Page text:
10 survivors who shared horrors of persecution at State Dept. ministerial

Jewher Ilham talks with U.S. President Donald Trump at the White House on July 17, 2019.
Jewher Ilham talks with U.S. President Donald Trump at the White House on July 17, 2019. | YouTube/White House

3. Jewher Ilham — Uighur (China) 

Ilham attended the ministerial to speak out on behalf of the imprisonment of her father, Uighur scholar Ilham Tohti, and more than 1 million other Uighurs imprisoned in detention camps in Western China

Ilham's father was dedicated to bridging the gap between the predominantly Muslim Uighur community and the Han Chinese. Ilham’s father was detained by authorities while they were both waiting for a flight to the United States in 2013. Tohti was slated to become a visiting scholar at Indiana University.  

While Ilham’s father was arrested, she was not. 

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“They just let me go and they expected me to be kicked out of U.S. because of my visa status but I am still very grateful that the U.S. accepted me,” Ilham told The Christian Post, adding that she just graduated from Indiana University two months ago.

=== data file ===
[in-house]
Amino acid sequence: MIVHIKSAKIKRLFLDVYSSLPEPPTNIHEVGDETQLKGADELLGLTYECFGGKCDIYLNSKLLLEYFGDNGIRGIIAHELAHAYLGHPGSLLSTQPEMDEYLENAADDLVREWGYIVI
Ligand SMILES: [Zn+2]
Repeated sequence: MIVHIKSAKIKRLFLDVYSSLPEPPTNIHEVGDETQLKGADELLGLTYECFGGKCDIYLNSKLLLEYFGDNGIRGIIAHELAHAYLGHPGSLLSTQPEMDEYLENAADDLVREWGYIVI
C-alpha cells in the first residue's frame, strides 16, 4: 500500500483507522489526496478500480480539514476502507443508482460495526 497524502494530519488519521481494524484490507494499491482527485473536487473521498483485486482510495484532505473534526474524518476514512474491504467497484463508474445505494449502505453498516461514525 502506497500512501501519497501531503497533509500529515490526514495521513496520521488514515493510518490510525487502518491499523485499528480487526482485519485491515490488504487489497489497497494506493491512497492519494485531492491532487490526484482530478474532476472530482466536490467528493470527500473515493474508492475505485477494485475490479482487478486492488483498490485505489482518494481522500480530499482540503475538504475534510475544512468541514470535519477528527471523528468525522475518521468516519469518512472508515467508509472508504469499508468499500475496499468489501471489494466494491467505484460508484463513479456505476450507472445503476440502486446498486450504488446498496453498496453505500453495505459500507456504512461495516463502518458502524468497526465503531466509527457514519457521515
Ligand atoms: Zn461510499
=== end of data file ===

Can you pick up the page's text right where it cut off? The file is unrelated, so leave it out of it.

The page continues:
In 2014, Ilham Tohti was sentenced to life in prison because of his promotion of peaceful coexistence between Uighurs and the Han Chinese. Ilham has not spoken to her father since 2014. 

At the age of 18, Ilham started a new life in Indiana and has testified before government committees and entities on behalf of her father. Ilham is also the author of the book, Jewher Ilham: A Uyghur's Fight to Free Her Father.

“Now, the Uighur people are experiencing a cultural genocide,” she said. “Not as many people have died so far [compared to the Holocaust] but we still have people dying and people have had their organs taken from them to the market for sell.”  

“It’s not about one person, not about 100 people, it’s about 1 million, 2 million, 3 million peoples,” she added. “It’s a humanitarian issue. It’s not about politics.” 

As reports have suggested that the Chinese government is imprisoning between 800,000 to 2 million Uighur Muslims in labor camps, the Chinese government recently allowed BBC to tour select Uighur detention facilities in Xinjiang province where prisoners were shown happily dancing and singing. 

The Chinese government claims that the Uighurs, Kazaks and other minorities are living in these camps on their own free will. 

“I have seen a few videos and it really reminds me of the videos I have seen about Nazi concentration camps,” Ilham told CP. “It is the same hand-clapping and the same dancing and singing. It’s all the same. But we have enough testimonies from camp survivors that can prove that all these are fake. Probably there are camps like that where people sing and dance but I am pretty sure the majority of us are suffering over there.” 

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